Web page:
The fourth reel is titled "Motor Vehicle Registration television spots, 1978" and consists of four color spots with an optical sound track: two 60-second spots for TV 31, and two 30-second spots for TV 32, in English and Spanish. The edge code is S.W.F.L. (Southwest Film Lab, Dallas). The film base is cellulose triacetate and shows no signs of acetate decay.

Purpose: Public relations records were created by the Motor Vehicle Division of the Texas Highway Department, and later the State Department of Highways and Public Transportation, to educate the public and the entities they regulated or served about the Division's policies and programs.

Agency program:
Texas Highway Department (1917-1975)

Texas State Department of Highways and Public Transportation (1975-1991)
These records were created during the existence of two of the Department of Motor Vehicles' predecessor agencies, the State Department of Highways and Public Transportation and the Texas Highway Department. The Texas (State) Highway Department (merged into the State Department of Highways and Public Transportation in 1975, and merged again into the Texas Department of Transportation in 1991) was responsible from its creation in 1917 for the building and maintenance of the state's roads and highways, and for vehicle registration and the issuing of vehicle license plates. Its governing body was a three-member Highway Commission who appointed the state highway engineer, held public hearings, had the authority to create geographical divisions within the Department, and formulated plans or policies for the location, construction, and maintenance of a comprehensive system of state highways and public roads in cooperation with the counties of the state, or under the direct supervision and control of the State Highway Department.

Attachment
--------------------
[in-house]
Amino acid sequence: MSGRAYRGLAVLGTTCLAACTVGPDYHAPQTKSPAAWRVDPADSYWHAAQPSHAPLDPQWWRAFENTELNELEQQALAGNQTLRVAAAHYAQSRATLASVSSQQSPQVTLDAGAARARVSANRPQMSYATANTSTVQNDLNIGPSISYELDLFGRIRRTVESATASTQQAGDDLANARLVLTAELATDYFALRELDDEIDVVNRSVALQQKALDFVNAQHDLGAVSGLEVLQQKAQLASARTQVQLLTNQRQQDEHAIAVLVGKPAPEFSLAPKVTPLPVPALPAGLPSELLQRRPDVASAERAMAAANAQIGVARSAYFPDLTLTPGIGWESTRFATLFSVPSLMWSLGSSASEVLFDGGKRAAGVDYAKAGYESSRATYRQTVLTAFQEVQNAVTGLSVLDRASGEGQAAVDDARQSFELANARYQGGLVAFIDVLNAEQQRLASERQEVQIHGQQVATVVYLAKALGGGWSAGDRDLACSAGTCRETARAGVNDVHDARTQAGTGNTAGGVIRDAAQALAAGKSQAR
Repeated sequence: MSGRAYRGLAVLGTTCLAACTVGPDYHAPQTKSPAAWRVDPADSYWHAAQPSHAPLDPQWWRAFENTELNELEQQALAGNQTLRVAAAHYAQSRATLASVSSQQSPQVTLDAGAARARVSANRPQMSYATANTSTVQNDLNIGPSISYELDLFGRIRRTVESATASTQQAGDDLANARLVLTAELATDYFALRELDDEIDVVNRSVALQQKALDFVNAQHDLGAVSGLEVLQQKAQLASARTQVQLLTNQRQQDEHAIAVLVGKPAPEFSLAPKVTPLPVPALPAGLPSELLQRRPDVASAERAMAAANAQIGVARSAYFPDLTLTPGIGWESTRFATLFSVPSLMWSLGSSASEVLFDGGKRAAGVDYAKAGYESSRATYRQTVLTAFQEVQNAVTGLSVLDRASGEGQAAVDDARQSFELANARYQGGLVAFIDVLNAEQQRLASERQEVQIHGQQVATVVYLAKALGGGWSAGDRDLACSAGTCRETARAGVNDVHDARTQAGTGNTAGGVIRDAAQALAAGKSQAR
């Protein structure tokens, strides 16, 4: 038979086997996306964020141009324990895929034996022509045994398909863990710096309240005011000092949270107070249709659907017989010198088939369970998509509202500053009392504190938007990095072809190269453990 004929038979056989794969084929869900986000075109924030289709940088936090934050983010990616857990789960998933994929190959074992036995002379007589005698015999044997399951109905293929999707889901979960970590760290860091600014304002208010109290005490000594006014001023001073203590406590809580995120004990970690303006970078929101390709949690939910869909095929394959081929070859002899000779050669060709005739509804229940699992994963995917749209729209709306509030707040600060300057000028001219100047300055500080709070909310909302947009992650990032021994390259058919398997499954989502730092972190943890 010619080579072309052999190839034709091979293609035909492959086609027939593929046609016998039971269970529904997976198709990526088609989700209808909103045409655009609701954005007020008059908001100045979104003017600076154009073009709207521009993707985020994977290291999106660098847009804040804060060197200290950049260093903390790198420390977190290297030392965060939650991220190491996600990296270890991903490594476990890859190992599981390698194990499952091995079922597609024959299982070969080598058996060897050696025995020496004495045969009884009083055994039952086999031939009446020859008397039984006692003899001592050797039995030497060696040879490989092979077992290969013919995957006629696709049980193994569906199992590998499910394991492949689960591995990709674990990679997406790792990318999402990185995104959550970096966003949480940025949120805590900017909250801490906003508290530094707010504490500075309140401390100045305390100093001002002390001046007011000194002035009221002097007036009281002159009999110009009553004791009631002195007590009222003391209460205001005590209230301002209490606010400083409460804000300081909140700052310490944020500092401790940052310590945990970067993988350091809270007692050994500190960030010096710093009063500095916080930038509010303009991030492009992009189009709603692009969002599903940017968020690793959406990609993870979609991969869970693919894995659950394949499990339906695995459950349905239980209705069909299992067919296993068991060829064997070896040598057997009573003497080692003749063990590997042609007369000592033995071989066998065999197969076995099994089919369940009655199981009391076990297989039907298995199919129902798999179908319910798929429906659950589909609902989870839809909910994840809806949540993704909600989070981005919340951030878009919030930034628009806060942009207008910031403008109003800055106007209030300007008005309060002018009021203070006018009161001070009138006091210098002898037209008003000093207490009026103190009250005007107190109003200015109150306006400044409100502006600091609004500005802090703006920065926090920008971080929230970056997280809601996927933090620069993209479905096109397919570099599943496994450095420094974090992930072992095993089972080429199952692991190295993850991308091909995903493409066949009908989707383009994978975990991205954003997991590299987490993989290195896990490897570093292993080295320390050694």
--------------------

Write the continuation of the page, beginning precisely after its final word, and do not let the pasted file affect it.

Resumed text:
Arrangement: Four individual film reels.

Access Constraints: None known.

Use Constraints: The 16 mm films are inaccessible due to lack of playing equipment but could be reformatted by a vendor. One of the 1952 reels (original cuts reel) has several dozen splices visible and may be difficult to project.

Indexes or finding aids required for/or an aid to access? Yes.

Problems: The 16 mm films have not been viewed, so the full nature of their content and the integrity of their physical condition are unknown. Signs of acetate decay (vinegar syndrome) are evident with the three 1952 reels. The rate of their decay as measured with A/D Strips from the Image Permanence Institute show that the films register between level 0 (good) and level 1 (fair to good). ISO recommended storage for cellulose triacetate is at 40 degrees Fahrenheit, 30%-50% RH, although optimally these should be kept frozen to extend their life. Reformatting to polyester film (still would require storage at 40 degrees) and/or DVD (68 degrees may be acceptable, 54 degrees meets ISO recommendations) would be necessary to capture the information before the film base degrades further.

Known related records in other agencies: None. The Texas Archive of the Moving Image has similar public relations films of the same era produced by the Texas Department of Public Safety (which took over the State Highway Patrol from the Highway Department in 1935).

Previous destructions: TSLAC does not have a record of previous destructions for this series. It is likely that destruction has taken place at the agency without notification or involvement of TSLAC.